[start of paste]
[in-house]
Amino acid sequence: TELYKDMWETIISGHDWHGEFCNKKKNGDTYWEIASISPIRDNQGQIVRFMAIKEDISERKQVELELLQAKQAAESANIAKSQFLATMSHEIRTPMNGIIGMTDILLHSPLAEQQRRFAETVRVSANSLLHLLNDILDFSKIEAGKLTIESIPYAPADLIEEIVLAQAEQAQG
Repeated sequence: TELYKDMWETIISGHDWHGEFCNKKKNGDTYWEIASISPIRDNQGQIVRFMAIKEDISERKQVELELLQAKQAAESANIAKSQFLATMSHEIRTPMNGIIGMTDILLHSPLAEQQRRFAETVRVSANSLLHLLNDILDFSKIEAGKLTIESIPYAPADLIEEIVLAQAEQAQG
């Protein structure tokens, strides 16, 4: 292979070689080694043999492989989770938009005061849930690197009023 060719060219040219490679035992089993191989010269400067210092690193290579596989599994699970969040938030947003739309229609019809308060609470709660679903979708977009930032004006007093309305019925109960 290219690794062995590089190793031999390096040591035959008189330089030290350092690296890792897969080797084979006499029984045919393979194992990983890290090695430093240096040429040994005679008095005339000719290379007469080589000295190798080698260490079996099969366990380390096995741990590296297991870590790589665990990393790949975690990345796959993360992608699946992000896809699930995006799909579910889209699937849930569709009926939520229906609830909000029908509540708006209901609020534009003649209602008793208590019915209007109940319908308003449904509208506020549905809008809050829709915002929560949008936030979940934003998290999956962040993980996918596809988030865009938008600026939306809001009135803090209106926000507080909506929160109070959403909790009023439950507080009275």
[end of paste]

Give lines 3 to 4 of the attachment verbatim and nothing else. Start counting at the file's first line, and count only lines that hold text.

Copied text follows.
Repeated sequence: TELYKDMWETIISGHDWHGEFCNKKKNGDTYWEIASISPIRDNQGQIVRFMAIKEDISERKQVELELLQAKQAAESANIAKSQFLATMSHEIRTPMNGIIGMTDILLHSPLAEQQRRFAETVRVSANSLLHLLNDILDFSKIEAGKLTIESIPYAPADLIEEIVLAQAEQAQG
């Protein structure tokens, strides 16, 4: 292979070689080694043999492989989770938009005061849930690197009023 060719060219040219490679035992089993191989010269400067210092690193290579596989599994699970969040938030947003739309229609019809308060609470709660679903979708977009930032004006007093309305019925109960 290219690794062995590089190793031999390096040591035959008189330089030290350092690296890792897969080797084979006499029984045919393979194992990983890290090695430093240096040429040994005679008095005339000719290379007469080589000295190798080698260490079996099969366990380390096995741990590296297991870590790589665990990393790949975690990345796959993360992608699946992000896809699930995006799909579910889209699937849930569709009926939520229906609830909000029908509540708006209901609020534009003649209602008793208590019915209007109940319908308003449904509208506020549905809008809050829709915002929560949008936030979940934003998290999956962040993980996918596809988030865009938008600026939306809001009135803090209106926000507080909506929160109070959403909790009023439950507080009275």